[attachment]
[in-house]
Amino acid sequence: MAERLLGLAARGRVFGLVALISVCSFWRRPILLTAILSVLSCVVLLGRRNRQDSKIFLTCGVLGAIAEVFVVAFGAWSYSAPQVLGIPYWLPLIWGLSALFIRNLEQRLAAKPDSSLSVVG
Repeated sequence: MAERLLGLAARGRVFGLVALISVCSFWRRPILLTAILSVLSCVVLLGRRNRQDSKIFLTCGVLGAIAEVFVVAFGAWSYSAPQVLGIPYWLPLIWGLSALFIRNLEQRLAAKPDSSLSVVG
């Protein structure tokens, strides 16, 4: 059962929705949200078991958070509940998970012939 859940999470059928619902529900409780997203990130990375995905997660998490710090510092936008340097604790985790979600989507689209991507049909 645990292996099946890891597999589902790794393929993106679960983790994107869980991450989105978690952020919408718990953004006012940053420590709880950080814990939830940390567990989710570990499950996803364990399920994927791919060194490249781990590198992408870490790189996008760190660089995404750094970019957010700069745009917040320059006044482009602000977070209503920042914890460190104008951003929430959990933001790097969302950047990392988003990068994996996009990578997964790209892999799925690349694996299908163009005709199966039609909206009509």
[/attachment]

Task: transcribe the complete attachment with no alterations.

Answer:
[in-house]
Amino acid sequence: MAERLLGLAARGRVFGLVALISVCSFWRRPILLTAILSVLSCVVLLGRRNRQDSKIFLTCGVLGAIAEVFVVAFGAWSYSAPQVLGIPYWLPLIWGLSALFIRNLEQRLAAKPDSSLSVVG
Repeated sequence: MAERLLGLAARGRVFGLVALISVCSFWRRPILLTAILSVLSCVVLLGRRNRQDSKIFLTCGVLGAIAEVFVVAFGAWSYSAPQVLGIPYWLPLIWGLSALFIRNLEQRLAAKPDSSLSVVG
């Protein structure tokens, strides 16, 4: 059962929705949200078991958070509940998970012939 859940999470059928619902529900409780997203990130990375995905997660998490710090510092936008340097604790985790979600989507689209991507049909 645990292996099946890891597999589902790794393929993106679960983790994107869980991450989105978690952020919408718990953004006012940053420590709880950080814990939830940390567990989710570990499950996803364990399920994927791919060194490249781990590198992408870490790189996008760190660089995404750094970019957010700069745009917040320059006044482009602000977070209503920042914890460190104008951003929430959990933001790097969302950047990392988003990068994996996009990578997964790209892999799925690349694996299908163009005709199966039609909206009509």